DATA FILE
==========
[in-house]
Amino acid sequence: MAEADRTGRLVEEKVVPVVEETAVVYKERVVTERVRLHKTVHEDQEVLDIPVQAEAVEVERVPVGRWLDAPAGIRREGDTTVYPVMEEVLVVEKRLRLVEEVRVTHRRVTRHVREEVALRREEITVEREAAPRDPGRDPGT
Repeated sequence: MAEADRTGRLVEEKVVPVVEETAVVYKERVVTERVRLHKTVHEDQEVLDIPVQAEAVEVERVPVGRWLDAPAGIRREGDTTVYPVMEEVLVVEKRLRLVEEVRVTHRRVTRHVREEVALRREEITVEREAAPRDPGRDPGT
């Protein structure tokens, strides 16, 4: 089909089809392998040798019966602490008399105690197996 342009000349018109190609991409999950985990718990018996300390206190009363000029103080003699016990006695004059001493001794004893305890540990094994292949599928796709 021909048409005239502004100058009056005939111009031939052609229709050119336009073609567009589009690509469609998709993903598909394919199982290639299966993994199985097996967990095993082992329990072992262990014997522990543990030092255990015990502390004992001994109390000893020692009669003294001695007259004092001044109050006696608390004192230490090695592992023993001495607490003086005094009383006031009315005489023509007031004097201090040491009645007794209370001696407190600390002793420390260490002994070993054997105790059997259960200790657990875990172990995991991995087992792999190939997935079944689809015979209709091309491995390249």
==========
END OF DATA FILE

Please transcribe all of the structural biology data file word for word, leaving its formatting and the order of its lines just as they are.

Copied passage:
[in-house]
Amino acid sequence: MAEADRTGRLVEEKVVPVVEETAVVYKERVVTERVRLHKTVHEDQEVLDIPVQAEAVEVERVPVGRWLDAPAGIRREGDTTVYPVMEEVLVVEKRLRLVEEVRVTHRRVTRHVREEVALRREEITVEREAAPRDPGRDPGT
Repeated sequence: MAEADRTGRLVEEKVVPVVEETAVVYKERVVTERVRLHKTVHEDQEVLDIPVQAEAVEVERVPVGRWLDAPAGIRREGDTTVYPVMEEVLVVEKRLRLVEEVRVTHRRVTRHVREEVALRREEITVEREAAPRDPGRDPGT
């Protein structure tokens, strides 16, 4: 089909089809392998040798019966602490008399105690197996 342009000349018109190609991409999950985990718990018996300390206190009363000029103080003699016990006695004059001493001794004893305890540990094994292949599928796709 021909048409005239502004100058009056005939111009031939052609229709050119336009073609567009589009690509469609998709993903598909394919199982290639299966993994199985097996967990095993082992329990072992262990014997522990543990030092255990015990502390004992001994109390000893020692009669003294001695007259004092001044109050006696608390004192230490090695592992023993001495607490003086005094009383006031009315005489023509007031004097201090040491009645007794209370001696407190600390002793420390260490002994070993054997105790059997259960200790657990875990172990995991991995087992792999190939997935079944689809015979209709091309491995390249």